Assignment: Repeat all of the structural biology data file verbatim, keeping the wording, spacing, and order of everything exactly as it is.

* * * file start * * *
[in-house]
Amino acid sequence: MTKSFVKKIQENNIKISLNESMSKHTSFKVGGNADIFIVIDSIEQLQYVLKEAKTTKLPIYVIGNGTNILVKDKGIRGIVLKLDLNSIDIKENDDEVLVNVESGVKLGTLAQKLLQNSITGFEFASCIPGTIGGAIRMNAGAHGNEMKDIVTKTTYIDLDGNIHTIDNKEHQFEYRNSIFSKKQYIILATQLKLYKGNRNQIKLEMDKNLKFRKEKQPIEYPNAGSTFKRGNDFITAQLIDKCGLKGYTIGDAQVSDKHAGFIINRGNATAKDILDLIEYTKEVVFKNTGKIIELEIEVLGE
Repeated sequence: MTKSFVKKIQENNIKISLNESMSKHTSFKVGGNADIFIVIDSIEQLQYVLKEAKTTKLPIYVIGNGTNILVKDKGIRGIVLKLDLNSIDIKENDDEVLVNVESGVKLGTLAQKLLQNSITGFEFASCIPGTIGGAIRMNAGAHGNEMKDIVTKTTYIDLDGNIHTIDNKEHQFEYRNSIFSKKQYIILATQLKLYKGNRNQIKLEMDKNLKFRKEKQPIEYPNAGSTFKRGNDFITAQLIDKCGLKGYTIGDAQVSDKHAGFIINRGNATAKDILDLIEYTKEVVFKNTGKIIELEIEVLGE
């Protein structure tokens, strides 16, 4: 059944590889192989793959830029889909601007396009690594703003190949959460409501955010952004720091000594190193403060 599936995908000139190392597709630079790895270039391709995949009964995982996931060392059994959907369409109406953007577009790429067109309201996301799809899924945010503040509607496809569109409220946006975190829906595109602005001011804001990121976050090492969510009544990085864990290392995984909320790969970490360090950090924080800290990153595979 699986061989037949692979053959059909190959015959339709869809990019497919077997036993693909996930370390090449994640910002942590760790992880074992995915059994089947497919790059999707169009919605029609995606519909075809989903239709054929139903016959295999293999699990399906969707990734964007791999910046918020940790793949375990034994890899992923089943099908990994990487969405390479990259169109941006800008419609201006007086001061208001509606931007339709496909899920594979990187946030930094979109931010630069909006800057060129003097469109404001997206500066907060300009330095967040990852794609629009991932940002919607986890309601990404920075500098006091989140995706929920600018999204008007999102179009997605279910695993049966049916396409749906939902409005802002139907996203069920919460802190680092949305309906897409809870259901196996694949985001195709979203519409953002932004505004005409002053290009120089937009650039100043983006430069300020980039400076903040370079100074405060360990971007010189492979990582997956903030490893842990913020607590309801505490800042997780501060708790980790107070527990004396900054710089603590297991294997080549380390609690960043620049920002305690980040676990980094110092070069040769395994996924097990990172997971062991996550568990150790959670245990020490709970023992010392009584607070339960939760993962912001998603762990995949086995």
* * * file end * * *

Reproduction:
[in-house]
Amino acid sequence: MTKSFVKKIQENNIKISLNESMSKHTSFKVGGNADIFIVIDSIEQLQYVLKEAKTTKLPIYVIGNGTNILVKDKGIRGIVLKLDLNSIDIKENDDEVLVNVESGVKLGTLAQKLLQNSITGFEFASCIPGTIGGAIRMNAGAHGNEMKDIVTKTTYIDLDGNIHTIDNKEHQFEYRNSIFSKKQYIILATQLKLYKGNRNQIKLEMDKNLKFRKEKQPIEYPNAGSTFKRGNDFITAQLIDKCGLKGYTIGDAQVSDKHAGFIINRGNATAKDILDLIEYTKEVVFKNTGKIIELEIEVLGE
Repeated sequence: MTKSFVKKIQENNIKISLNESMSKHTSFKVGGNADIFIVIDSIEQLQYVLKEAKTTKLPIYVIGNGTNILVKDKGIRGIVLKLDLNSIDIKENDDEVLVNVESGVKLGTLAQKLLQNSITGFEFASCIPGTIGGAIRMNAGAHGNEMKDIVTKTTYIDLDGNIHTIDNKEHQFEYRNSIFSKKQYIILATQLKLYKGNRNQIKLEMDKNLKFRKEKQPIEYPNAGSTFKRGNDFITAQLIDKCGLKGYTIGDAQVSDKHAGFIINRGNATAKDILDLIEYTKEVVFKNTGKIIELEIEVLGE
């Protein structure tokens, strides 16, 4: 059944590889192989793959830029889909601007396009690594703003190949959460409501955010952004720091000594190193403060 599936995908000139190392597709630079790895270039391709995949009964995982996931060392059994959907369409109406953007577009790429067109309201996301799809899924945010503040509607496809569109409220946006975190829906595109602005001011804001990121976050090492969510009544990085864990290392995984909320790969970490360090950090924080800290990153595979 699986061989037949692979053959059909190959015959339709869809990019497919077997036993693909996930370390090449994640910002942590760790992880074992995915059994089947497919790059999707169009919605029609995606519909075809989903239709054929139903016959295999293999699990399906969707990734964007791999910046918020940790793949375990034994890899992923089943099908990994990487969405390479990259169109941006800008419609201006007086001061208001509606931007339709496909899920594979990187946030930094979109931010630069909006800057060129003097469109404001997206500066907060300009330095967040990852794609629009991932940002919607986890309601990404920075500098006091989140995706929920600018999204008007999102179009997605279910695993049966049916396409749906939902409005802002139907996203069920919460802190680092949305309906897409809870259901196996694949985001195709979203519409953002932004505004005409002053290009120089937009650039100043983006430069300020980039400076903040370079100074405060360990971007010189492979990582997956903030490893842990913020607590309801505490800042997780501060708790980790107070527990004396900054710089603590297991294997080549380390609690960043620049920002305690980040676990980094110092070069040769395994996924097990990172997971062991996550568990150790959670245990020490709970023992010392009584607070339960939760993962912001998603762990995949086995």